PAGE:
Eventually, the connection between insurance carriers and the independent agents that sell their products will become simpler, but until the two sides agree on what’s best for each of them—individually and collectively—there remains a level of complexity in distribution management, according to Deb Smallwood, founder of Strategy meets Action (SMA). SMA recently conducted a survey of insurers and agents on distribution management.
“Insurers are offering portals, comparative raters, upload to agency management systems, email and PDF,” she says. “Depending on the line of business and the sophistication of the agent, some insurers allow agents to key data into their policy administration system and then upload it. They either upload to a comparative rater for personal lines or small commercial, or upload in real time to the carriers’ rating systems.”
The technology platform puts a strain on relationships between carriers and agents because of what Smallwood sees as conflicting priorities.
“When an insurer deals with many agents and brokers, they care about profitability, their combined ratio, underwriting profit, and underwriting guidelines,” she says. “When you flip over to the agent, there is just one of them and they deal with many insurers. Insurers are looking at agents with many different portals, but they want just one system.”
The one-to-many relationship of carrier to agents causes conflicts for the agents because they are focused on top-line growth, getting revenue out the door, and renewals, according to Smallwood. For the carriers, though, much of the automation starts with new business and doesn’t even focus on renewals.
“After digging into this for the last year or so it’s easy to see distribution channel in insurance is extremely complex,” she says. “The conflicting objectives almost become an anchor in holding the industry back. Insurers are pushing technology and it’s causing business to be more complex.”
Insurers need to identify the capabilities they need to provide and understand the agents and brokers, explains Smallwood. Insurers also need to recognize the maturity levels of their agents and the agency management systems, how the agents prefer to exchange information, and give them the tools, she adds.
“The drivers for growth are the agents and brokers and they need to have ease of doing business,” says Smallwood. “That’s a phrase we’ve been talking about for many years. Agents will push business to insurers that have ease of doing business. If carriers make it easy for agents the agents will send good business, if carriers make it difficult the agents will send not-so-good business. Agents know what business is profitable.”
Smallwood believes about 80 percent of personal lines business is uploaded directly into policy systems by agencies, but points out there still remains a great deal of re-keying of information into carrier portals.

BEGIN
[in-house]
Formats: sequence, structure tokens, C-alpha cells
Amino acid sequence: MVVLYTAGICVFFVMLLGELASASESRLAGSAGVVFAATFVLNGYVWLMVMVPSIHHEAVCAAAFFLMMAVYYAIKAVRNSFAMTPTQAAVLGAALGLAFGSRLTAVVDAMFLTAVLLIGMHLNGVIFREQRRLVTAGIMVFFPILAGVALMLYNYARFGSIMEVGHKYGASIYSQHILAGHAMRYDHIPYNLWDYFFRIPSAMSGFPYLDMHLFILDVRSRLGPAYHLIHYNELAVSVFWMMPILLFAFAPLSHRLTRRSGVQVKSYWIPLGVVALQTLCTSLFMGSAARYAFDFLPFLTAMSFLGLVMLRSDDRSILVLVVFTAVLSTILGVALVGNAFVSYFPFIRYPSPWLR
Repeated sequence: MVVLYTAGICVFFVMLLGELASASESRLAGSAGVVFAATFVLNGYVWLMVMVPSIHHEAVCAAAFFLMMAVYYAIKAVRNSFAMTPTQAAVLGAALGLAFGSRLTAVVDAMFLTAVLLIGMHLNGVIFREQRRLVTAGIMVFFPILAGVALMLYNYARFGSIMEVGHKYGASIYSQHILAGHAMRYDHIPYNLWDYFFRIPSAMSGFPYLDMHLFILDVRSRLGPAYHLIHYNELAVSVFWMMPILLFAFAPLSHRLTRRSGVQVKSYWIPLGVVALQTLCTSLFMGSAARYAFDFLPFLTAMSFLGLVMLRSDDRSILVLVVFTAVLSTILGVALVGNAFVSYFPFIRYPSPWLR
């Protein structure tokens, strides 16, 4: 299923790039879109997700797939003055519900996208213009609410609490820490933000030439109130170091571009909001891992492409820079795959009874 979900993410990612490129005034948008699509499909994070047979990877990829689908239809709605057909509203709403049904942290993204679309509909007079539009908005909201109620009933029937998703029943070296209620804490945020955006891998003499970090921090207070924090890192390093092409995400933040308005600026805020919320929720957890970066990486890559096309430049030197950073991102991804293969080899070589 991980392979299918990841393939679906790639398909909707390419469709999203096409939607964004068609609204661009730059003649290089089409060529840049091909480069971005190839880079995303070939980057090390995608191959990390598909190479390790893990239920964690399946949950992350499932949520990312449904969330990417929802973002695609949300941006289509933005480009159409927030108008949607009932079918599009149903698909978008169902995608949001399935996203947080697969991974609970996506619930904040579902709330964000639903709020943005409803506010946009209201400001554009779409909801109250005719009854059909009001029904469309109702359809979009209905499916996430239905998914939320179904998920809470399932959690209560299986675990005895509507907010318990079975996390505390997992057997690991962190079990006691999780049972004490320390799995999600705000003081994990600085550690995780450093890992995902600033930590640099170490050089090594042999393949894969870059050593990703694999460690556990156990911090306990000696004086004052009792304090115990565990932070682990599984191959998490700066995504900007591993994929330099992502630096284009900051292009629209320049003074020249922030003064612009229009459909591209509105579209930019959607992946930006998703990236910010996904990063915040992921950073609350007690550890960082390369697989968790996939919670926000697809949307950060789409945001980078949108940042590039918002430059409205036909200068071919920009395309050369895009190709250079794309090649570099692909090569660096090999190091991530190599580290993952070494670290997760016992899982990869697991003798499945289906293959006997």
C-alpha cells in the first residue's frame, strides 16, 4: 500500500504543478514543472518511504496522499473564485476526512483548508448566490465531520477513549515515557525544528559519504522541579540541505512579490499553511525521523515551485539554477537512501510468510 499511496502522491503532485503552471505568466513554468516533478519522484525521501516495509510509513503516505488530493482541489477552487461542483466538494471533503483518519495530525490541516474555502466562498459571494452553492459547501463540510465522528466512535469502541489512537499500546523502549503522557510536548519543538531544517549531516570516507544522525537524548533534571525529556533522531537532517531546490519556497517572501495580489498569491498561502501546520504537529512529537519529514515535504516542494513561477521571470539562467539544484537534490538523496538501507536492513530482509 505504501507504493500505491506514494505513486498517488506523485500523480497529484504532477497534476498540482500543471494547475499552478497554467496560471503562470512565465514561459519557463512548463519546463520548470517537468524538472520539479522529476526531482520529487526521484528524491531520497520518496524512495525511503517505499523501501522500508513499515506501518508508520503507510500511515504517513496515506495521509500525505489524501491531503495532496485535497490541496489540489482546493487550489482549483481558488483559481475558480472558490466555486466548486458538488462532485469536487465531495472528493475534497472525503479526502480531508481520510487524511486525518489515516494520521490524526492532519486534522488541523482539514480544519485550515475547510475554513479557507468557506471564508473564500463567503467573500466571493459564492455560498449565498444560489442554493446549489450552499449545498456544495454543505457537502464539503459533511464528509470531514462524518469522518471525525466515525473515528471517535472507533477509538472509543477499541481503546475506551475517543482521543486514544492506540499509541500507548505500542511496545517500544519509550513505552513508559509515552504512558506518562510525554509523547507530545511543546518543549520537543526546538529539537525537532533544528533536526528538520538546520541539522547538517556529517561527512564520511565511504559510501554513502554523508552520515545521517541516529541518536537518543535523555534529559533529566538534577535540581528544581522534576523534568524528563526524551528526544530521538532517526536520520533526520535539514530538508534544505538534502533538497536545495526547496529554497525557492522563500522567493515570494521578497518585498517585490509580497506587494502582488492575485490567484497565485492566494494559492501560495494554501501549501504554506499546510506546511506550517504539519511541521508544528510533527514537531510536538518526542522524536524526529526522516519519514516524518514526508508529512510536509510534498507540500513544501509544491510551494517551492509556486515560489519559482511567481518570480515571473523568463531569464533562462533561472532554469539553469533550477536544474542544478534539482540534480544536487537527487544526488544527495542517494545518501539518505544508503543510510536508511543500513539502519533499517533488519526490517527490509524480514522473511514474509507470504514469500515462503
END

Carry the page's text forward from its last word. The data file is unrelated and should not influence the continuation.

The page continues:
“When insurers put portals out there it’s usually for data capture,” says Smallwood. “The minute you get an MGA in the middle of it with multiple systems, it becomes real complex.”
More carriers work through portals today, points out Smallwood, either building their own or buying a packaged solution. Many mid-tier insurers, she adds, are leveraging SharePoint or web technology to be able to build portals.
“I think the industry is immature in terms of portal technology,” says Smallwood. “When I interview insurers and talk about portals, they immediately reply that it’s for the agent or broker to use to key in information for a quote.”
Smallwood then asks whether the carrier has considered using the portal as a platform.
“The analogy I use is the iPhone with lots of apps sitting there, one of which could be data capture,” she says. “On a portal [carriers] should have what their risk appetite is, give the agents a view of their book of business and portfolio, loss ratios of their book of business, forms, and other applications sitting out there. Unfortunately, most insurers just think of the portal for data capture for a quote.”
Smallwood believes portals remain immature because carriers are not building a platform to do real-time upload rather than just connecting the upload to the policy administration or rating system.
“Why not have everything come through your portal?” asks Smallwood. “Why not let it be the hub that sits in front of your rating and quoting systems? Everything would come through that framework. Then, if the agents needed to do real time upload and add additional information that also could be done through the portal. I like to think of the portal as something bigger than data capture.”
The future capabilities for portals including social media, book performance, FNOL, bill payments, licensing, commissions, endorsements, according to Smallwood. “You can see when you look at portals today, it’s about inquiry and the ability to quote—simple stuff,” she says. “When you look at the future it means adding more functions.”